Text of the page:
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March 11, 2011
Newbie driver sued by driver's license examiner
Special to the Journal

Taking a driving test soon?

Then you had better be on your best driving behavior. Otherwise, you might not only flunk the test but also wind up in a lawsuit.

During her 15 years as a driver's license examiner for the Missouri Highway Patrol, Patricia Ivey had administered thousands of driving tests to applicants like Clara Joe Nicholson-McBride. (We'll just call her “Clara Joe” for short.)

So how old was Clara Joe when she appeared for her driving test? Dunno. What's known, however, is that as Clara Joe approached an intersection with a red light, she slammed on her brakes after Patricia yelled “stop.” The examiner, who extended her right arm to brace herself, injured her shoulder as a result of the abrupt stop.

Patricia later sued Clara Joe for damages in Jackson County Circuit Court, alleging that her shoulder injury was caused by the license applicant's negligence.

The parties were later deposed.

According to Patricia's testimony, she twice told Clara Joe the approaching light was red, and yelled for her to stop as she entered the intersection because she failed to slow down or stop both times. Clara Joe, on the other hand, testified that she only heard one verbal warning and that she stopped before entering the intersection.

With regard to her employment, Patricia acknowledged at her deposition that riding with inexperienced drivers is one of the risks of her job, and that she had ridden with applicants who made abrupt stops over 100 times.

Clara Joe later moved for summary judgment. The plaintiff's suit was barred by the so-called “assumption of risk” doctrine, she claimed, because her injuries resulted from a risk inherent to her position as a driver's license examiner.

The trial court agreed.

Patricia “voluntarily and knowingly” assumed the risks of her position as a driver's license examiner, said the court, while riding as Clara Joe's passenger to assess her driving skills. Since she knew from experience that the risks included a sudden stop by an inexperienced driver, the court ruled that her claim was barred as a matter of law.

In the ensuing appeal, Patricia argued that the assumption of risk doctrine didn't apply. The short version? That although her position involved known risks, that fact didn't relieve Clara Joe of her duty to exercise the duty of care imposed on all drivers.

About three weeks ago, the plaintiff got good news from a Missouri appeals court.

According to a Missouri statute, all drivers in the Show Me State owe a duty to drive their cars with the “highest degree of care.” This law “obviously includes” an applicant for a driver's license, said the court, because it applies to “every person” operating a motor vehicle.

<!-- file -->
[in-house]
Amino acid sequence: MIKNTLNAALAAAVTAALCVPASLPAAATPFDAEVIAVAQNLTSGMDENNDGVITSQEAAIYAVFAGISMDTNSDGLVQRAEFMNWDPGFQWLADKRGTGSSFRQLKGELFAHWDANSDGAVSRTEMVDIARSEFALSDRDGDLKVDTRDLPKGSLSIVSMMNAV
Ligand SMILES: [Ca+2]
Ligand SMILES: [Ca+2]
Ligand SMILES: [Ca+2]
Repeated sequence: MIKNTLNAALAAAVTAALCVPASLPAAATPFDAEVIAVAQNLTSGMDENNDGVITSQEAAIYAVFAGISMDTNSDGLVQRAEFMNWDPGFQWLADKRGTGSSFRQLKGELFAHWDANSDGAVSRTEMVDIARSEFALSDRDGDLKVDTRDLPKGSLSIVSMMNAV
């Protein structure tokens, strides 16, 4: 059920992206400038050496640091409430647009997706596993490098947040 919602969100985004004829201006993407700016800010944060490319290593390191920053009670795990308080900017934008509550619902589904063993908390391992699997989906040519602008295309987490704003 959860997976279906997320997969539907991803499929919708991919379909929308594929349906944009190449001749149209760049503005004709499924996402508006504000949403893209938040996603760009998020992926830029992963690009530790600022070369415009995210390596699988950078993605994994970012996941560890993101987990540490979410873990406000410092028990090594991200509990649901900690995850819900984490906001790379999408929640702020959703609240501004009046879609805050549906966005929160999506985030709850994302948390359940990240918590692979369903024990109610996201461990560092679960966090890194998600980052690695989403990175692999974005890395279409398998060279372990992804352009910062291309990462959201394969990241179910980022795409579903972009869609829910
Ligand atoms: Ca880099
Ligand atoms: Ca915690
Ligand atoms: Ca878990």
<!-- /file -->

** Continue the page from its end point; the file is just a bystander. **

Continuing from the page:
The appeals court recognized that under Missouri law, driver's license examiners are required to observe a given applicant's ability to safely drive a car. But in conducting those examinations, said the court, examiners don't “expressly or impliedly” relieve the applicant of his or her duty of care, nor do they assume the risk of injury resulting from an applicant's negligent driving.

The court used a sports analogy to drive home its point.

An athlete, the court explained, generally consents to injuries that are “reasonably foreseeable consequences” of competition. Participants in sporting events don't consent to injuries resulting from “negligent conditions,” however, because the latter aren't reasonably foreseeable.

In short, although Clara Joe was apparently a newbie driver, the appeals court said Patricia had “every right” to expect that she would exercise the highest degree of care in demonstrating her driving skills. Thus, by merely being present as a passenger in Clara Joe's car, Patricia had assumed no inherent risks.

The bottom line? Since the assumption of risk doctrine didn't apply, the trial court had no business dismissing Patricia's suit on that ground. So given the factual dispute as to whether Clara Joe's abrupt stop had resulted from negligence on her part, the appeals court remanded the case for trial.

So does this mean the examiner — not the license applicant — is now in the driver's seat? Not really, since Patricia must still persuade a Jackson County jury that Clara Joe breached her duty of care.

If it were me, I would definitely want a panel of 12 licensed drivers who had never flunked a driving test.